W3C home > Mailing lists > Public > public-html@w3.org > April 2007

Re: Proposed Design Principles updated

From: Karl Dubost <karl@w3.org>
Date: Wed, 4 Apr 2007 10:56:41 +0900
Message-Id: <421A49CF-ABC6-457F-A0FE-37611CA59432@w3.org>
Cc: public-html@w3.org
To: Maciej Stachowiak <mjs@apple.com>

Le 3 avr. 2007 à 16:26, Maciej Stachowiak a écrit :
> * Constraint: Data-metadata inconsistency
> Agents MUST NOT ignore message metadata without the consent of the  
> user.
> (The cited example of warning about or refusing to render a jpeg  
> with a type of image/gif would violate Don't Break The Web and is  
> unlikely to be implemented.)

Another *real* example where browsers content sniffing is bad in  
usability. For example, I'm writing a blog post about HTML design. I  
want to show the source code of an HTML file. I then use an object  
element and configure the server to send the html file as *text/plain*

<object data="test.html">
    <p>Source code of a HTML document</p>

What I want to see is the source code, not the HTML.

> * Principle: Error recovery
> Agents that recover from error by making a choice without the  
> user's consent are not acting on the user's behalf.
> (This is opposed to Handle Errors and our charter goals to handle  
> tag soup.)

Not exactly.
Silent recovery can be an option for the users. It is perfectly  
possible to leave the choice to the user to see or not the error  
Counter case of your argument: Web developers. It is very useful for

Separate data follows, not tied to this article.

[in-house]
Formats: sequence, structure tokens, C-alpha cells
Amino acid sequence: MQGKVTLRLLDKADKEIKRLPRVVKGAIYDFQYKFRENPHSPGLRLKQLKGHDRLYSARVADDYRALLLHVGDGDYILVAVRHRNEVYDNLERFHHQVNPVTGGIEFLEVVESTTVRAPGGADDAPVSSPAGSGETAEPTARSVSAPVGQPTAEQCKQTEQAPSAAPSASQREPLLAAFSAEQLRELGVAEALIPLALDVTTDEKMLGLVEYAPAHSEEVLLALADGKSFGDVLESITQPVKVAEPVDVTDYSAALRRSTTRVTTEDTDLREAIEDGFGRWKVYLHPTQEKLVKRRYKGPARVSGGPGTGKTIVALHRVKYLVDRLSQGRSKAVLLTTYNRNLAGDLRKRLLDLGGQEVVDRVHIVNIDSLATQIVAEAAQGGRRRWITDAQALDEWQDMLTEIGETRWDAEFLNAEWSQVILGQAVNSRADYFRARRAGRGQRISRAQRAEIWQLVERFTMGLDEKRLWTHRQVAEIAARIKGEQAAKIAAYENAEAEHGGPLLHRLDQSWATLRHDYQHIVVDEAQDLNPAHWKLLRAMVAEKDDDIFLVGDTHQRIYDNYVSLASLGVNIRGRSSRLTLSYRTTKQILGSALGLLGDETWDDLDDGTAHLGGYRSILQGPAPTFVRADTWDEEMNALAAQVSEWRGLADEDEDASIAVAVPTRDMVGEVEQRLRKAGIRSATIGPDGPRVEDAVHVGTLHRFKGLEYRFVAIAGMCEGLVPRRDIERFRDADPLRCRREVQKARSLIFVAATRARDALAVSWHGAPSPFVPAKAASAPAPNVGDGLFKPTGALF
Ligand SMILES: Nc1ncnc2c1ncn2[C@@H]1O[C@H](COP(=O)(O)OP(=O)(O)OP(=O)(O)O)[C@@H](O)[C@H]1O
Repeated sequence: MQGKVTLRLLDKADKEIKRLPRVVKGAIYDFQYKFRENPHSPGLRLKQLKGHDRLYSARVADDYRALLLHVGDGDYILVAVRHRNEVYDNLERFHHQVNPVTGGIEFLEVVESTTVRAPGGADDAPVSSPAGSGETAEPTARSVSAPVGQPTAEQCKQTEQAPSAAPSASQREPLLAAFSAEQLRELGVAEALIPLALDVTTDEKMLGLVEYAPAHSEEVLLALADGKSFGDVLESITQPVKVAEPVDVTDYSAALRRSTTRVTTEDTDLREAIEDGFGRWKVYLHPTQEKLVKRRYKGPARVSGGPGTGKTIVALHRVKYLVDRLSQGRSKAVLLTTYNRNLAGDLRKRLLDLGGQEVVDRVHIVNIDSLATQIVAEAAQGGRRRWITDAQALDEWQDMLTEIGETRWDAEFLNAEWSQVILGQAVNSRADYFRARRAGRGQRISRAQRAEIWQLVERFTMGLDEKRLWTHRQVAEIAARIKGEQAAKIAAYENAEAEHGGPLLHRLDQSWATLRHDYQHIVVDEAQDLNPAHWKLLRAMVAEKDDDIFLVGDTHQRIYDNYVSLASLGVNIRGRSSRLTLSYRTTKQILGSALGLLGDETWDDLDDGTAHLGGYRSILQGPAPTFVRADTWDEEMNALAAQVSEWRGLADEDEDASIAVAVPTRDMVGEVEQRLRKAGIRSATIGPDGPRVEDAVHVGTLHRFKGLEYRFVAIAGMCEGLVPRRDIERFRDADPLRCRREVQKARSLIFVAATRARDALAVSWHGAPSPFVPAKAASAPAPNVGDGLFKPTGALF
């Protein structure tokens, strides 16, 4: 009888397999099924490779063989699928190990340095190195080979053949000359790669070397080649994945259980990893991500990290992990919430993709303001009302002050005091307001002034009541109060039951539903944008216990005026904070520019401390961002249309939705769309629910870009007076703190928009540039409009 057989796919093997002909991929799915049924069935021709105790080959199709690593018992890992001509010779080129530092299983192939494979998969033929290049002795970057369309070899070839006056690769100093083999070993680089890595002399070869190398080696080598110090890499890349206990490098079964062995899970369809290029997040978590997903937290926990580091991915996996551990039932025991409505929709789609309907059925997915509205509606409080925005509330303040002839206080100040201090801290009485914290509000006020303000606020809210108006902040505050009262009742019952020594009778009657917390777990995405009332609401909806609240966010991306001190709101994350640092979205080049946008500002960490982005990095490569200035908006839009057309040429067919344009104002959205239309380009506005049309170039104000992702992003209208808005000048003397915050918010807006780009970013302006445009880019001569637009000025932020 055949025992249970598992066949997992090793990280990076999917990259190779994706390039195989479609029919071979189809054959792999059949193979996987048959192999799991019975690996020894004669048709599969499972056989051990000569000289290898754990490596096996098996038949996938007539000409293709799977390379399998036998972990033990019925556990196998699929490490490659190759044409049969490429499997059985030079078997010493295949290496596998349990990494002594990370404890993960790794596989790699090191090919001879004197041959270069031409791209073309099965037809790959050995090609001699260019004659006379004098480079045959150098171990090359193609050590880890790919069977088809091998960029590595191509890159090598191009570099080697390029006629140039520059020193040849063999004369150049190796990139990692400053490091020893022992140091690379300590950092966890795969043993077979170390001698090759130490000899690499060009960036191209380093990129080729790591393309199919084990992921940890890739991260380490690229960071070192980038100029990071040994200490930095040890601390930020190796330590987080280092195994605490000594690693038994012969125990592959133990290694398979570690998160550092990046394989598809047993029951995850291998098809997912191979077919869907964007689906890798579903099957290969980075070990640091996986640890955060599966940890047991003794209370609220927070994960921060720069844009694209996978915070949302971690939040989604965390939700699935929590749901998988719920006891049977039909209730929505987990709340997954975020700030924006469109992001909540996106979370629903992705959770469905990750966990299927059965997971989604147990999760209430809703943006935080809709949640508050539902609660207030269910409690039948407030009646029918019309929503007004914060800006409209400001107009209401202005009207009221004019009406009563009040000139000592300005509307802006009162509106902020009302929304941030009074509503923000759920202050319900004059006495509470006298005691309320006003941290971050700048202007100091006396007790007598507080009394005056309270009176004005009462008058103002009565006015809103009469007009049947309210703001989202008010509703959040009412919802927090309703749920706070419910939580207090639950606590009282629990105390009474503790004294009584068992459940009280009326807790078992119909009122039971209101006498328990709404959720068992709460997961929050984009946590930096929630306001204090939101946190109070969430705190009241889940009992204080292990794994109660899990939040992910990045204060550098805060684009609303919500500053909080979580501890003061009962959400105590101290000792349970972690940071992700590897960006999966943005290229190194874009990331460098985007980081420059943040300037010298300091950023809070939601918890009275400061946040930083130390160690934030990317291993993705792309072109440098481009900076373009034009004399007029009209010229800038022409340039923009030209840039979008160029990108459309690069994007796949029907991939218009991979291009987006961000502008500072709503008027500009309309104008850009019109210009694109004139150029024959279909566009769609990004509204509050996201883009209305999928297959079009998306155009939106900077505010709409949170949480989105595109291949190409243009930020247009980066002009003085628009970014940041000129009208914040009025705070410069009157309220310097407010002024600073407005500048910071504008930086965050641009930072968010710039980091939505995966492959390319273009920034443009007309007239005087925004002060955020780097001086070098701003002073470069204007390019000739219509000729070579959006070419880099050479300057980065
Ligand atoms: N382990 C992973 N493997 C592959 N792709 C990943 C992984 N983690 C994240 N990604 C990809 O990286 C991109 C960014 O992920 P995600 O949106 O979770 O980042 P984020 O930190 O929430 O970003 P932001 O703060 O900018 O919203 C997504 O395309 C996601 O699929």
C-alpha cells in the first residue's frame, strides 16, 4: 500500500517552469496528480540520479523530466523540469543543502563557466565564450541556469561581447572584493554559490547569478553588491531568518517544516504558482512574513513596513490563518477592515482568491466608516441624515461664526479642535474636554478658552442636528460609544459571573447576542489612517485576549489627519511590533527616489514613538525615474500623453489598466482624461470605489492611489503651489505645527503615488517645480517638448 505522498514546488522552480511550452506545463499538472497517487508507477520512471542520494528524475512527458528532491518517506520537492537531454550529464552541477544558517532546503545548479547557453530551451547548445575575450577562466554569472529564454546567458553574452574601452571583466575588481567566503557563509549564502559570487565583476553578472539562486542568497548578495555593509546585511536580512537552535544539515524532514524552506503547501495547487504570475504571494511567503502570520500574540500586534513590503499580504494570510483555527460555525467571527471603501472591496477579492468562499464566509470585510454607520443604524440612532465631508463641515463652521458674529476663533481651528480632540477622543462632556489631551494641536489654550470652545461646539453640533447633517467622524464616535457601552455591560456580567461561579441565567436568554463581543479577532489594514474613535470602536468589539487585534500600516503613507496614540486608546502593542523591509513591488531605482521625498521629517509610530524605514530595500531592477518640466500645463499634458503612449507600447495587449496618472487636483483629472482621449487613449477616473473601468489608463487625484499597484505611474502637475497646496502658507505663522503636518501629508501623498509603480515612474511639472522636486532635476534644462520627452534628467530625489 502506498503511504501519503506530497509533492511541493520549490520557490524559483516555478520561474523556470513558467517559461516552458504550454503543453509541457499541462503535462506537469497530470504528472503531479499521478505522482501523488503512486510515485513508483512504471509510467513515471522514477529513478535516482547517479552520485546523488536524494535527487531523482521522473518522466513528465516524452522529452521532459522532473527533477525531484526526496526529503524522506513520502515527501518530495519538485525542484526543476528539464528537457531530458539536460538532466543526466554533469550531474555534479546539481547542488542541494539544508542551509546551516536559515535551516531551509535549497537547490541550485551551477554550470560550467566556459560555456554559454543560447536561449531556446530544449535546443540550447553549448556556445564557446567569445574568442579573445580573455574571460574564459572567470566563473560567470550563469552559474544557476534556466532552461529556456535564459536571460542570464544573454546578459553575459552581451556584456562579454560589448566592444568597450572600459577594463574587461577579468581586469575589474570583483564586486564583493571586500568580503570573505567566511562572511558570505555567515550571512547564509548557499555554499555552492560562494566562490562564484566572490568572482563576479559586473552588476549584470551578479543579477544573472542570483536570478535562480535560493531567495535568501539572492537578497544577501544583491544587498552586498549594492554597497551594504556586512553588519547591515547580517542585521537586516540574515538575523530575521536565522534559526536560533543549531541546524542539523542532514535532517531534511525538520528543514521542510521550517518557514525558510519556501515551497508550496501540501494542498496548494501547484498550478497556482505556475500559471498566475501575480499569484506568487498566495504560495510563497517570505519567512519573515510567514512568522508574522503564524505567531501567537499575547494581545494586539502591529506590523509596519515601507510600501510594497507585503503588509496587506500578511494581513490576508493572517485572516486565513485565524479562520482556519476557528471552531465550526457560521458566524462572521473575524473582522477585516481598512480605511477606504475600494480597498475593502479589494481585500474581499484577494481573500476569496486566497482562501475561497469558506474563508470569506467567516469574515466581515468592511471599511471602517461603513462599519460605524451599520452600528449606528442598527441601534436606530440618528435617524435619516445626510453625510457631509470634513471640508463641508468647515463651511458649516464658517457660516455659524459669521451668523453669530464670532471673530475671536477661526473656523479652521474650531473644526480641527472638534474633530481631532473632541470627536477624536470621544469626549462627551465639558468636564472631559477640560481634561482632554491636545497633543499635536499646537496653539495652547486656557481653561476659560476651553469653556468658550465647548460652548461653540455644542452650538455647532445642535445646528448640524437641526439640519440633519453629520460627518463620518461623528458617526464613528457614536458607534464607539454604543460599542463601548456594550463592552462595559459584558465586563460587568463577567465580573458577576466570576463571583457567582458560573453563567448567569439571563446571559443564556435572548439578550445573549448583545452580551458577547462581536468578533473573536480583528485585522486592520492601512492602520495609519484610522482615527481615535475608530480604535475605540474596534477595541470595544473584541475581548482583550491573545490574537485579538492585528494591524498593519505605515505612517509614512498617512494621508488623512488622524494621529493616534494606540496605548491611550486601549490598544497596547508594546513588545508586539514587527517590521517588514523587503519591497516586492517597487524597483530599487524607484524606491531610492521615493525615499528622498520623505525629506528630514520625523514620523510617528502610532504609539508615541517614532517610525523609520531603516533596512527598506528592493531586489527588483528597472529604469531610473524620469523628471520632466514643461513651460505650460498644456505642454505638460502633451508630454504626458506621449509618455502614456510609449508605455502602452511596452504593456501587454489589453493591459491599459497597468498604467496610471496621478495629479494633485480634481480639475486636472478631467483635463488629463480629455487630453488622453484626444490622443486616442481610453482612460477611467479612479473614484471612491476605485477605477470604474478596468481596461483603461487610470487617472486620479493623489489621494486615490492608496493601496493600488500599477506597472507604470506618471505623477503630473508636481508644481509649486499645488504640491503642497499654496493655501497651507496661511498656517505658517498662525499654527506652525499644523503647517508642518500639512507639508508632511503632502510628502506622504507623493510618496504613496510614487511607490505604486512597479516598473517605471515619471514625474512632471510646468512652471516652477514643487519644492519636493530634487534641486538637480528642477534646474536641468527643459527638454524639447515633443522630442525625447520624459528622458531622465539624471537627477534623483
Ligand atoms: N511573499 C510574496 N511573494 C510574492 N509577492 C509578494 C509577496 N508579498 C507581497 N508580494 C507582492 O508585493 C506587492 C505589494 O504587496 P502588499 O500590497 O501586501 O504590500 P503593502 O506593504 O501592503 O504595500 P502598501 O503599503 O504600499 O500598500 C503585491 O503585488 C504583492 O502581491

a developer to have a non silent recovery mode in a browser. To help  
fixing mistakes at development stage.
For example, for having well-formed mark-up one of my way to do that  
is to give .xhtml file extension to my files, so if it is not well- 
formed the browser is choking right away.
It is a lot more agile method by putting the checking at the  
development stage.
So the Error recovery IMHO is not opposite to your principles.

Another thing browsers are only one class of products.

For each principles think about the different class of products.
	Authoring tools
	Libraries producing contents
	Search engines
	Checking tools

I'm pretty sure it would help to kill some debates and would help to  
have a better picture of the whole thing.

Karl Dubost - http://www.w3.org/People/karl/
W3C Conformance Manager, QA Activity Lead
   QA Weblog - http://www.w3.org/QA/
      *** Be Strict To Be Cool ***
Received on Wednesday, 4 April 2007 01:59:29 UTC

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